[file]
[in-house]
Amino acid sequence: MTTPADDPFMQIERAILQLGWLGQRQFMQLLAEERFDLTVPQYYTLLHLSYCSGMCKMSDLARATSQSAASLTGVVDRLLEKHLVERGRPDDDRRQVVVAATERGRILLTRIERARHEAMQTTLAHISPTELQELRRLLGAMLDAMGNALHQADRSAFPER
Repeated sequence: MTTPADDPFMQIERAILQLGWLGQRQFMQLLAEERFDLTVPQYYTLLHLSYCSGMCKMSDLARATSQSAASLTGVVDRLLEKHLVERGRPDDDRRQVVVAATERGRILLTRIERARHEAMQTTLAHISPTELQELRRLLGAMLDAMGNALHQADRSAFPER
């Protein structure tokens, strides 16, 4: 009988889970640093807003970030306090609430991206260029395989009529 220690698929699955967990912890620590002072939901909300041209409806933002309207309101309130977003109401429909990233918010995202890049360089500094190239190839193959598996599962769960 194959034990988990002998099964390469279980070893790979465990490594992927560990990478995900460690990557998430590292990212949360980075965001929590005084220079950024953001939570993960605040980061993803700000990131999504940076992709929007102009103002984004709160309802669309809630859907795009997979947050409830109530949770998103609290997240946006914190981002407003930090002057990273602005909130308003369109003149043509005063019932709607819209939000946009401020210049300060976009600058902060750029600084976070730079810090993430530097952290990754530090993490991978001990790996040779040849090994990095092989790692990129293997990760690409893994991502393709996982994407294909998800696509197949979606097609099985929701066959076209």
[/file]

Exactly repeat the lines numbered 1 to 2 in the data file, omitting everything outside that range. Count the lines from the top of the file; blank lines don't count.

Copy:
[in-house]
Amino acid sequence: MTTPADDPFMQIERAILQLGWLGQRQFMQLLAEERFDLTVPQYYTLLHLSYCSGMCKMSDLARATSQSAASLTGVVDRLLEKHLVERGRPDDDRRQVVVAATERGRILLTRIERARHEAMQTTLAHISPTELQELRRLLGAMLDAMGNALHQADRSAFPER